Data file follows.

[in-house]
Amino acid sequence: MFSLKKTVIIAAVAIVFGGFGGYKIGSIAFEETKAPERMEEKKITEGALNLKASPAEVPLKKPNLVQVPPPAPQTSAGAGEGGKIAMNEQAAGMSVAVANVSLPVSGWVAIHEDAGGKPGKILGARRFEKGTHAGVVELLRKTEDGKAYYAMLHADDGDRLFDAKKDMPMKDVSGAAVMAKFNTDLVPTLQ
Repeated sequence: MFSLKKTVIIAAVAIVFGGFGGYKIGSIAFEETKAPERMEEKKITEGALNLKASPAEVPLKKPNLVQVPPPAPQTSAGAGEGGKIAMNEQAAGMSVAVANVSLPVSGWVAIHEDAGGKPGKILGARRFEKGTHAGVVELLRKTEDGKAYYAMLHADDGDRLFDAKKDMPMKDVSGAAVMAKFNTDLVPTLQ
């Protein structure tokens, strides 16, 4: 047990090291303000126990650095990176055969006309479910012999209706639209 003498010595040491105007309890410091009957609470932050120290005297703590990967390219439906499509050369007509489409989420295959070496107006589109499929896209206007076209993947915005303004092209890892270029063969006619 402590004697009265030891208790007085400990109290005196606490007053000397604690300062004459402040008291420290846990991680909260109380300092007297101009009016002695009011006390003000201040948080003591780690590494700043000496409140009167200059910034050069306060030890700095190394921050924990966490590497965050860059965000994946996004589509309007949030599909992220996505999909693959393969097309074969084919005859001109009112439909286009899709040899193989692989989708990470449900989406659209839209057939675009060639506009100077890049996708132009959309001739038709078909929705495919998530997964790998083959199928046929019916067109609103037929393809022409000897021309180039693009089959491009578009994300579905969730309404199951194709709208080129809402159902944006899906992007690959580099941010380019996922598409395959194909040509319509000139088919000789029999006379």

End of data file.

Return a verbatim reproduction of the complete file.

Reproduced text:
[in-house]
Amino acid sequence: MFSLKKTVIIAAVAIVFGGFGGYKIGSIAFEETKAPERMEEKKITEGALNLKASPAEVPLKKPNLVQVPPPAPQTSAGAGEGGKIAMNEQAAGMSVAVANVSLPVSGWVAIHEDAGGKPGKILGARRFEKGTHAGVVELLRKTEDGKAYYAMLHADDGDRLFDAKKDMPMKDVSGAAVMAKFNTDLVPTLQ
Repeated sequence: MFSLKKTVIIAAVAIVFGGFGGYKIGSIAFEETKAPERMEEKKITEGALNLKASPAEVPLKKPNLVQVPPPAPQTSAGAGEGGKIAMNEQAAGMSVAVANVSLPVSGWVAIHEDAGGKPGKILGARRFEKGTHAGVVELLRKTEDGKAYYAMLHADDGDRLFDAKKDMPMKDVSGAAVMAKFNTDLVPTLQ
């Protein structure tokens, strides 16, 4: 047990090291303000126990650095990176055969006309479910012999209706639209 003498010595040491105007309890410091009957609470932050120290005297703590990967390219439906499509050369007509489409989420295959070496107006589109499929896209206007076209993947915005303004092209890892270029063969006619 402590004697009265030891208790007085400990109290005196606490007053000397604690300062004459402040008291420290846990991680909260109380300092007297101009009016002695009011006390003000201040948080003591780690590494700043000496409140009167200059910034050069306060030890700095190394921050924990966490590497965050860059965000994946996004589509309007949030599909992220996505999909693959393969097309074969084919005859001109009112439909286009899709040899193989692989989708990470449900989406659209839209057939675009060639506009100077890049996708132009959309001739038709078909929705495919998530997964790998083959199928046929019916067109609103037929393809022409000897021309180039693009089959491009578009994300579905969730309404199951194709709208080129809402159902944006899906992007690959580099941010380019996922598409395959194909040509319509000139088919000789029999006379």